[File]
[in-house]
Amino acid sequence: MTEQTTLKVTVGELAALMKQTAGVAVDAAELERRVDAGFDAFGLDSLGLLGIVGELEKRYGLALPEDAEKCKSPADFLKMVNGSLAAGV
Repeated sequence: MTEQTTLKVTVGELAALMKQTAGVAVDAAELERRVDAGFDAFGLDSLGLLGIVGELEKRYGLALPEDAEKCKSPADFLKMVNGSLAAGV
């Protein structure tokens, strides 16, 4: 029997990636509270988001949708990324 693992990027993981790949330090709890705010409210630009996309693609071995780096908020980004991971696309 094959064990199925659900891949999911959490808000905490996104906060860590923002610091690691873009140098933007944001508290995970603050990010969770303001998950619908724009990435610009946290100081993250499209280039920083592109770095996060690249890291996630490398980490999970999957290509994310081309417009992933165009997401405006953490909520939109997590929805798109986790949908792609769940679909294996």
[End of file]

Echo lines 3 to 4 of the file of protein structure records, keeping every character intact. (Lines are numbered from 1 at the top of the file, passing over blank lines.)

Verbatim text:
Repeated sequence: MTEQTTLKVTVGELAALMKQTAGVAVDAAELERRVDAGFDAFGLDSLGLLGIVGELEKRYGLALPEDAEKCKSPADFLKMVNGSLAAGV
């Protein structure tokens, strides 16, 4: 029997990636509270988001949708990324 693992990027993981790949330090709890705010409210630009996309693609071995780096908020980004991971696309 094959064990199925659900891949999911959490808000905490996104906060860590923002610091690691873009140098933007944001508290995970603050990010969770303001998950619908724009990435610009946290100081993250499209280039920083592109770095996060690249890291996630490398980490999970999957290509994310081309417009992933165009997401405006953490909520939109997590929805798109986790949908792609769940679909294996």